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Hot Topics 2/14/18 The Dream Keepers-Black History Month

Dean Johnson  | Published on 2/15/2018

Hot Topics 2/14/18

The LWVOC’s Black History Month programs are becoming part of history. Last year, we heard from speakers who shared their school-integration stories in the wake of Brown v. Board of Education (1954) and the Civil Rights Act of 1964. Two years ago, Gilbert King talked about “Devil in the Grove,” his Pulitzer Prize-winning book about the infamous Groveland Four case in Lake County in 1949. On Wednesday, for a program titled “The Dream Keepers – Does the Dream Live On?,” panelists spoke about civil rights and education in the 50 years since Martin Luther King Jr.’s 1968 assassination.

Darryl Owens, communications director at Beacon College in Leesburg (and former Orlando Sentinel columnist), moderated as Lyman Brodie, Barbara Jenkins and LaFontaine Oliver shared their experiences from three different points on the King timeline.

Brodie, a longtime member of the Orlando Philharmonic as well as a dean at UCF, said he was in college in Tampa at the time of Dr. King’s murder. He said there were segregation issues when he was in school, such as Jim Crow laws and “separate but unequal” facilities. “As kids, we knew we had to achieve something,” he said, adding that he is a firm believer in mentorship – “I got my first orchestra job through a mentor.”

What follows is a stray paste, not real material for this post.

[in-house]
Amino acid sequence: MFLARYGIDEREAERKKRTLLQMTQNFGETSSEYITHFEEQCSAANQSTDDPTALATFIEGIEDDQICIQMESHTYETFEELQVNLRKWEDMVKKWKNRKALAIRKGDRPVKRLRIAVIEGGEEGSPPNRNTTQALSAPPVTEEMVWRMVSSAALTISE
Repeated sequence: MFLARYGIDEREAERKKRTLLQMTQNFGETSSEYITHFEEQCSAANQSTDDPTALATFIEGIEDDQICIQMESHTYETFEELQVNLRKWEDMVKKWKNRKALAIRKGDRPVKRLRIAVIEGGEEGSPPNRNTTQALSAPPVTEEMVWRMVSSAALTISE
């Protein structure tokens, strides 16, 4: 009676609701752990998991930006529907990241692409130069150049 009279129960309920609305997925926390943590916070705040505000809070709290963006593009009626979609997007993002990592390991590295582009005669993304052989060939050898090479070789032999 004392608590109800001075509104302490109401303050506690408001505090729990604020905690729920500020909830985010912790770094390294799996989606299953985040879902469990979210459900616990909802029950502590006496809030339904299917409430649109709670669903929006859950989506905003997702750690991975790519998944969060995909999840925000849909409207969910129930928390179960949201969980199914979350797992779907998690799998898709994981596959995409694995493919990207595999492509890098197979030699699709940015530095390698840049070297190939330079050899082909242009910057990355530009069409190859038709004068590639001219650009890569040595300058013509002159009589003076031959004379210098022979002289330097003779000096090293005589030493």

Dr. Jenkins, superintendent of Orange County Public Schools, was 7 when MLK died. “We were afraid that all Dr. King stood for would come to nothing that day,” she said. In her elementary-school days, she said, kids became aware that their textbooks were hand-me-downs from more affluent schools and that not all the white teachers being transferred to black schools, under desegregation plans, wanted to be there.

Oliver, president and general manager of 90.7 WMFE, is 40 so he wasn’t alive when Dr. King was assassinated. He went to integrated schools in Washington, D.C., “so I’m living the dream – but I can’t get caught sleeping,” due to present-day profiling and other problems that undermine progress. Still, he says he benefitted from Dr. King’s labors.

All three panelists agreed that there is still work to be done. “If Dr. King looked in on us now, he’d be disappointed that we haven’t come further. He’d be disturbed at the rhetoric today,” Dr. Jenkins said. Oliver is all for solid journalism (what he calls “the oxygen of democracy”) and is disappointed that people aren’t open to hearing both sides of an issue. Brodie said an avenue for moving forward is by “experiencing things you haven’t done before. People always find way to separate so let’s find more ways to get together.”

As a bonus, Opus, an ensemble from Jones High School, offered six stirring numbers, including “Wade in the Water” and “Lift Every Voice and Sing,” the Negro National Anthem.